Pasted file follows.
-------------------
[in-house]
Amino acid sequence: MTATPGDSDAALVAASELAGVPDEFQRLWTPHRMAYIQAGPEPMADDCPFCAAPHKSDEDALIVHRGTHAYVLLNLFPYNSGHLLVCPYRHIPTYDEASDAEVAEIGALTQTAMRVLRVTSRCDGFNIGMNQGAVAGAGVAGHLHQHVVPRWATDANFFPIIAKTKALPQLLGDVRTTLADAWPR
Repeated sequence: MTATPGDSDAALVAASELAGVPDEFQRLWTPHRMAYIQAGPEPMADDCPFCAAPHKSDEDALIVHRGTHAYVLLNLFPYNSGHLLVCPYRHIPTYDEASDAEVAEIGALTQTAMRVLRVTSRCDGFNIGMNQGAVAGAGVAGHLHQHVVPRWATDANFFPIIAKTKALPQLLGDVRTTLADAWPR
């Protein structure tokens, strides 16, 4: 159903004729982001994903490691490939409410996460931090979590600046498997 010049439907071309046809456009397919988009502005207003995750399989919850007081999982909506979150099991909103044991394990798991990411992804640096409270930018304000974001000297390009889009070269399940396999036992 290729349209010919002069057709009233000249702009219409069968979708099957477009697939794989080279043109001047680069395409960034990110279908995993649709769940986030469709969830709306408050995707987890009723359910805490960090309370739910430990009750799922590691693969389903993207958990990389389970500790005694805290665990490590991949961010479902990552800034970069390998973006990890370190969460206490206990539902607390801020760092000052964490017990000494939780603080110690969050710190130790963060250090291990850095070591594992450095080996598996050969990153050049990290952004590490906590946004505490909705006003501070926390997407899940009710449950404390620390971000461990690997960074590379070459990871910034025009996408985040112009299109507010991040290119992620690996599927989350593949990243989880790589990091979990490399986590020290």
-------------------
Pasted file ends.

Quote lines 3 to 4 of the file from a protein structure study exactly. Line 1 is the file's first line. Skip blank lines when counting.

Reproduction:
Repeated sequence: MTATPGDSDAALVAASELAGVPDEFQRLWTPHRMAYIQAGPEPMADDCPFCAAPHKSDEDALIVHRGTHAYVLLNLFPYNSGHLLVCPYRHIPTYDEASDAEVAEIGALTQTAMRVLRVTSRCDGFNIGMNQGAVAGAGVAGHLHQHVVPRWATDANFFPIIAKTKALPQLLGDVRTTLADAWPR
């Protein structure tokens, strides 16, 4: 159903004729982001994903490691490939409410996460931090979590600046498997 010049439907071309046809456009397919988009502005207003995750399989919850007081999982909506979150099991909103044991394990798991990411992804640096409270930018304000974001000297390009889009070269399940396999036992 290729349209010919002069057709009233000249702009219409069968979708099957477009697939794989080279043109001047680069395409960034990110279908995993649709769940986030469709969830709306408050995707987890009723359910805490960090309370739910430990009750799922590691693969389903993207958990990389389970500790005694805290665990490590991949961010479902990552800034970069390998973006990890370190969460206490206990539902607390801020760092000052964490017990000494939780603080110690969050710190130790963060250090291990850095070591594992450095080996598996050969990153050049990290952004590490906590946004505490909705006003501070926390997407899940009710449950404390620390971000461990690997960074590379070459990871910034025009996408985040112009299109507010991040290119992620690996599927989350593949990243989880790589990091979990490399986590020290």